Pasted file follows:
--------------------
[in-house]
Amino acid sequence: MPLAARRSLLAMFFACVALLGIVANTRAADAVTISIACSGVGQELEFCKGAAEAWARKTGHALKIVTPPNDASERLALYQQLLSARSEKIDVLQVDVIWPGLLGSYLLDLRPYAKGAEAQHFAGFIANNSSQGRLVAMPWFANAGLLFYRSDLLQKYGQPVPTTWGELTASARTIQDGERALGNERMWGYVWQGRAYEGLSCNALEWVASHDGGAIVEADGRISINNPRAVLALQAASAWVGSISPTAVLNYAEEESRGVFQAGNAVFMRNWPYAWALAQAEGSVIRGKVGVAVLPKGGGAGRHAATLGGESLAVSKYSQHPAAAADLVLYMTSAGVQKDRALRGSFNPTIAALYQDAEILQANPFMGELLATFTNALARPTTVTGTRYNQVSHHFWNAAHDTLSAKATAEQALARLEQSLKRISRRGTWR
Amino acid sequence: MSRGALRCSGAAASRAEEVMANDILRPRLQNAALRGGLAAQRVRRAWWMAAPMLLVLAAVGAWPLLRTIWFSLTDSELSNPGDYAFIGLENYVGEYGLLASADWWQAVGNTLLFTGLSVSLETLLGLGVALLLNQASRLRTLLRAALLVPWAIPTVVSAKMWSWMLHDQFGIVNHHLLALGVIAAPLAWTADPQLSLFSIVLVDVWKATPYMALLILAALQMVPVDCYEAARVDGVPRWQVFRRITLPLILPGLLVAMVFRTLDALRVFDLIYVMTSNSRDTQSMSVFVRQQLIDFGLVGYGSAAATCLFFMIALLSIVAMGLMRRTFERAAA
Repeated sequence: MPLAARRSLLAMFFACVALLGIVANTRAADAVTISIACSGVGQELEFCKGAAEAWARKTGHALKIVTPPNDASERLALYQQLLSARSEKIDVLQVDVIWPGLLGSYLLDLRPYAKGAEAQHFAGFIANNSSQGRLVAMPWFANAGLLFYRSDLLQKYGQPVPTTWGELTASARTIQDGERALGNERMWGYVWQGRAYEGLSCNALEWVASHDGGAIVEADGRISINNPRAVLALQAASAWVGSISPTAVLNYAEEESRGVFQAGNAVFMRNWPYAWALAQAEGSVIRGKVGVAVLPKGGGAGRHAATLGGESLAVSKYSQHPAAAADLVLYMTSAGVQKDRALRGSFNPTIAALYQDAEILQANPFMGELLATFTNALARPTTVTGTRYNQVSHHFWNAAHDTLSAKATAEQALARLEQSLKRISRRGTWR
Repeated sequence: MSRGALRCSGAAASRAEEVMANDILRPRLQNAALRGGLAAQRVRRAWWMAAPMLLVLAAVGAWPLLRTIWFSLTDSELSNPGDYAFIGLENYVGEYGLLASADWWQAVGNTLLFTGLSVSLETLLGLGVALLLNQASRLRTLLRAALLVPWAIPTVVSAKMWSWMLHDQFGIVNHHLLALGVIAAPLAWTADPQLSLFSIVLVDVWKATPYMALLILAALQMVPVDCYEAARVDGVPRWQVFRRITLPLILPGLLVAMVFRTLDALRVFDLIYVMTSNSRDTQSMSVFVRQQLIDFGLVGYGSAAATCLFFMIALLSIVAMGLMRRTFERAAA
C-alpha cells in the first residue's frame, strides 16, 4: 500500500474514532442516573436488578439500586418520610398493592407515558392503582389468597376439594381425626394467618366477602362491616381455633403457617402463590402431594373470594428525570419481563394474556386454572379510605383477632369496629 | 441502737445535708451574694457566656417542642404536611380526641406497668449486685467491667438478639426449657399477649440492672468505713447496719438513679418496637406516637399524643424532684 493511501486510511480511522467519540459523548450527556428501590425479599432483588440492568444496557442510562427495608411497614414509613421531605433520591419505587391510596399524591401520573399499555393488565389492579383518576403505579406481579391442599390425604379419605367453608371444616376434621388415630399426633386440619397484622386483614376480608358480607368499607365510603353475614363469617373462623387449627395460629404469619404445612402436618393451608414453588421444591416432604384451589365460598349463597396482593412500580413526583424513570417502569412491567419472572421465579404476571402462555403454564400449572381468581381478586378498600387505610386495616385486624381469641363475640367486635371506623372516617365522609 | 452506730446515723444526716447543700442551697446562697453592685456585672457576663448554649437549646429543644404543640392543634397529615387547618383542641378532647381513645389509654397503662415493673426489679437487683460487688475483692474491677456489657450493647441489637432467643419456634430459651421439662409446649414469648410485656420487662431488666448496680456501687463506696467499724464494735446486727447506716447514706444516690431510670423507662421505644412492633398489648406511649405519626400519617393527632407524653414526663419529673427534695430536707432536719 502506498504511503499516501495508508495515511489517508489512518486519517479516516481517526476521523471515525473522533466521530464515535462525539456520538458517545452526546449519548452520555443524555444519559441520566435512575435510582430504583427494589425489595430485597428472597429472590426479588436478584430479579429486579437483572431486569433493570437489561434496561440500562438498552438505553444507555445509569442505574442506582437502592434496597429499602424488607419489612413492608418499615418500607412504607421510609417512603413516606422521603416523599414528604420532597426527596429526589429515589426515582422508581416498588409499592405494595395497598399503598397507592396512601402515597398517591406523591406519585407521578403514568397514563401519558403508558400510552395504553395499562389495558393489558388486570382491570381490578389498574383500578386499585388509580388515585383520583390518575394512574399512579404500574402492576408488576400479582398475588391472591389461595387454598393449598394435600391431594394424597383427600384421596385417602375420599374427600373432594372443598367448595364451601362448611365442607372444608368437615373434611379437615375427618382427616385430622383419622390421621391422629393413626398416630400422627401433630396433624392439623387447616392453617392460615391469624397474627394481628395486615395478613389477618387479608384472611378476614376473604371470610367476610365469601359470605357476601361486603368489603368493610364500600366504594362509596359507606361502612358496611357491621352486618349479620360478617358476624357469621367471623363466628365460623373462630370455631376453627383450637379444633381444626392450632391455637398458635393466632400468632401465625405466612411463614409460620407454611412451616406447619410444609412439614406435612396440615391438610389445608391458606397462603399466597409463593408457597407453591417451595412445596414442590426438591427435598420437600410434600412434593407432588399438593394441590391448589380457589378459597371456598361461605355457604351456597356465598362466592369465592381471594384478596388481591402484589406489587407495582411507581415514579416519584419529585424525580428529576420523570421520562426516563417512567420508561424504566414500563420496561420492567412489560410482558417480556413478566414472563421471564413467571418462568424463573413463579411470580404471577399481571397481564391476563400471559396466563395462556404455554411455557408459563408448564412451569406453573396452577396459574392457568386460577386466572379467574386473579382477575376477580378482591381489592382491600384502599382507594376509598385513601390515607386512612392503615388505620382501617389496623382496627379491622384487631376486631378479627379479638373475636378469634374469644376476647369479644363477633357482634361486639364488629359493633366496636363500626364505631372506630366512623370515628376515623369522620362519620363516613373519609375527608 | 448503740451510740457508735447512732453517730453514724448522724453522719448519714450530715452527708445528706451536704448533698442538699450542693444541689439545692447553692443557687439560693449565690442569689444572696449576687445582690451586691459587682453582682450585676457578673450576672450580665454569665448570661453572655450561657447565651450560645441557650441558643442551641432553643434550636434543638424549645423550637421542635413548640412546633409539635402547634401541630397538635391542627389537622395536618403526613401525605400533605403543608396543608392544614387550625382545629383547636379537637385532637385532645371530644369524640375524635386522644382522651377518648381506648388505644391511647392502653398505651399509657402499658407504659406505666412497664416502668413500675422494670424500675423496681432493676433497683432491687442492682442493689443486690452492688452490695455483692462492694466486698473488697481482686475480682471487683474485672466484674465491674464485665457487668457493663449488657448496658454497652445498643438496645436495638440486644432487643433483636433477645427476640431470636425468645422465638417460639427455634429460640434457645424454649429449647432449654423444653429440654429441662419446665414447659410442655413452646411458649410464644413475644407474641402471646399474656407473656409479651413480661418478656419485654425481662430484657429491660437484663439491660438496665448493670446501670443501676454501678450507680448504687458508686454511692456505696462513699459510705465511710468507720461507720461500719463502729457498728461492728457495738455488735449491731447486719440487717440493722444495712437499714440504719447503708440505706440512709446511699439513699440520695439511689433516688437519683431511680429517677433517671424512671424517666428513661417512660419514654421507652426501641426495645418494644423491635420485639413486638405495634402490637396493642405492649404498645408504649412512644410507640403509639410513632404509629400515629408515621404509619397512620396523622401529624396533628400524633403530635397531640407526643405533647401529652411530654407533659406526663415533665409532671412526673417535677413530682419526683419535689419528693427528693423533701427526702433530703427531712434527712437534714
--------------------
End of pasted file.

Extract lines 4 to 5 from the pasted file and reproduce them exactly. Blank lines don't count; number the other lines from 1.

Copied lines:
Repeated sequence: MPLAARRSLLAMFFACVALLGIVANTRAADAVTISIACSGVGQELEFCKGAAEAWARKTGHALKIVTPPNDASERLALYQQLLSARSEKIDVLQVDVIWPGLLGSYLLDLRPYAKGAEAQHFAGFIANNSSQGRLVAMPWFANAGLLFYRSDLLQKYGQPVPTTWGELTASARTIQDGERALGNERMWGYVWQGRAYEGLSCNALEWVASHDGGAIVEADGRISINNPRAVLALQAASAWVGSISPTAVLNYAEEESRGVFQAGNAVFMRNWPYAWALAQAEGSVIRGKVGVAVLPKGGGAGRHAATLGGESLAVSKYSQHPAAAADLVLYMTSAGVQKDRALRGSFNPTIAALYQDAEILQANPFMGELLATFTNALARPTTVTGTRYNQVSHHFWNAAHDTLSAKATAEQALARLEQSLKRISRRGTWR
Repeated sequence: MSRGALRCSGAAASRAEEVMANDILRPRLQNAALRGGLAAQRVRRAWWMAAPMLLVLAAVGAWPLLRTIWFSLTDSELSNPGDYAFIGLENYVGEYGLLASADWWQAVGNTLLFTGLSVSLETLLGLGVALLLNQASRLRTLLRAALLVPWAIPTVVSAKMWSWMLHDQFGIVNHHLLALGVIAAPLAWTADPQLSLFSIVLVDVWKATPYMALLILAALQMVPVDCYEAARVDGVPRWQVFRRITLPLILPGLLVAMVFRTLDALRVFDLIYVMTSNSRDTQSMSVFVRQQLIDFGLVGYGSAAATCLFFMIALLSIVAMGLMRRTFERAAA